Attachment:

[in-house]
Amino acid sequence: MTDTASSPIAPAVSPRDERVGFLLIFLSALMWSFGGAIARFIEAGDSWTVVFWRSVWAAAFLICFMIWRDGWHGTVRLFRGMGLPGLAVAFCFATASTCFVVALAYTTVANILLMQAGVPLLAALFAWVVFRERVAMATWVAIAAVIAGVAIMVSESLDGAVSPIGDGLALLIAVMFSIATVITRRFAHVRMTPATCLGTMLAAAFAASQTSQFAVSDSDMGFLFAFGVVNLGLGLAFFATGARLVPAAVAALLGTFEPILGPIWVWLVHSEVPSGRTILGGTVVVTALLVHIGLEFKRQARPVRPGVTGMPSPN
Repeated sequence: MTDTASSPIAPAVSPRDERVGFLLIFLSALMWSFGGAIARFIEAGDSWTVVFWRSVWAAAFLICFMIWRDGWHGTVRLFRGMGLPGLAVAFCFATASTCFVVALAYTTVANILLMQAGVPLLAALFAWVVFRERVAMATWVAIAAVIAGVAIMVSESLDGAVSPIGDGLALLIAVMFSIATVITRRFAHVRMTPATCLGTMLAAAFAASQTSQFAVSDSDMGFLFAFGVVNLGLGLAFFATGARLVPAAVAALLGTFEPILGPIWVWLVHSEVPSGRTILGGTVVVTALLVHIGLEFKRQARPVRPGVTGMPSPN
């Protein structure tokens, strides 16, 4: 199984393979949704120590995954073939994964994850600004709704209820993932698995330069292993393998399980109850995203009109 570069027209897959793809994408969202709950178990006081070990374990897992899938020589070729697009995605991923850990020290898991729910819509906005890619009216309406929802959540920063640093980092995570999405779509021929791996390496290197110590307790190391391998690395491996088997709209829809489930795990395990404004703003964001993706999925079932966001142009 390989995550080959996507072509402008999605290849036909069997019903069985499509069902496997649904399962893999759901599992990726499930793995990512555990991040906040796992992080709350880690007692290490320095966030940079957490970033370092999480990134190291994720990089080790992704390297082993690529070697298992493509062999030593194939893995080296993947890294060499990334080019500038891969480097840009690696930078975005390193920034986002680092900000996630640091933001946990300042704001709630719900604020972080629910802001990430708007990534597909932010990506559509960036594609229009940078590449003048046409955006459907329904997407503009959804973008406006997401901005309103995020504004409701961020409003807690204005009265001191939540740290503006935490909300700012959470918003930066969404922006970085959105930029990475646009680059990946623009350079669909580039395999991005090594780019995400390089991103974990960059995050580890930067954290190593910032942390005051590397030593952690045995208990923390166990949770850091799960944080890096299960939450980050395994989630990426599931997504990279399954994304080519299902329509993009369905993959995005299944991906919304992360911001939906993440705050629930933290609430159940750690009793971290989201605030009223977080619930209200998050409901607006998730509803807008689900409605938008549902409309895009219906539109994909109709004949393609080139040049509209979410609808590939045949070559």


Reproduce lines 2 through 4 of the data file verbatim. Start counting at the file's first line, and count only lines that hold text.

Amino acid sequence: MTDTASSPIAPAVSPRDERVGFLLIFLSALMWSFGGAIARFIEAGDSWTVVFWRSVWAAAFLICFMIWRDGWHGTVRLFRGMGLPGLAVAFCFATASTCFVVALAYTTVANILLMQAGVPLLAALFAWVVFRERVAMATWVAIAAVIAGVAIMVSESLDGAVSPIGDGLALLIAVMFSIATVITRRFAHVRMTPATCLGTMLAAAFAASQTSQFAVSDSDMGFLFAFGVVNLGLGLAFFATGARLVPAAVAALLGTFEPILGPIWVWLVHSEVPSGRTILGGTVVVTALLVHIGLEFKRQARPVRPGVTGMPSPN
Repeated sequence: MTDTASSPIAPAVSPRDERVGFLLIFLSALMWSFGGAIARFIEAGDSWTVVFWRSVWAAAFLICFMIWRDGWHGTVRLFRGMGLPGLAVAFCFATASTCFVVALAYTTVANILLMQAGVPLLAALFAWVVFRERVAMATWVAIAAVIAGVAIMVSESLDGAVSPIGDGLALLIAVMFSIATVITRRFAHVRMTPATCLGTMLAAAFAASQTSQFAVSDSDMGFLFAFGVVNLGLGLAFFATGARLVPAAVAALLGTFEPILGPIWVWLVHSEVPSGRTILGGTVVVTALLVHIGLEFKRQARPVRPGVTGMPSPN
């Protein structure tokens, strides 16, 4: 199984393979949704120590995954073939994964994850600004709704209820993932698995330069292993393998399980109850995203009109 570069027209897959793809994408969202709950178990006081070990374990897992899938020589070729697009995605991923850990020290898991729910819509906005890619009216309406929802959540920063640093980092995570999405779509021929791996390496290197110590307790190391391998690395491996088997709209829809489930795990395990404004703003964001993706999925079932966001142009 390989995550080959996507072509402008999605290849036909069997019903069985499509069902496997649904399962893999759901599992990726499930793995990512555990991040906040796992992080709350880690007692290490320095966030940079957490970033370092999480990134190291994720990089080790992704390297082993690529070697298992493509062999030593194939893995080296993947890294060499990334080019500038891969480097840009690696930078975005390193920034986002680092900000996630640091933001946990300042704001709630719900604020972080629910802001990430708007990534597909932010990506559509960036594609229009940078590449003048046409955006459907329904997407503009959804973008406006997401901005309103995020504004409701961020409003807690204005009265001191939540740290503006935490909300700012959470918003930066969404922006970085959105930029990475646009680059990946623009350079669909580039395999991005090594780019995400390089991103974990960059995050580890930067954290190593910032942390005051590397030593952690045995208990923390166990949770850091799960944080890096299960939450980050395994989630990426599931997504990279399954994304080519299902329509993009369905993959995005299944991906919304992360911001939906993440705050629930933290609430159940750690009793971290989201605030009223977080619930209200998050409901607006998730509803807008689900409605938008549902409309895009219906539109994909109709004949393609080139040049509209979410609808590939045949070559």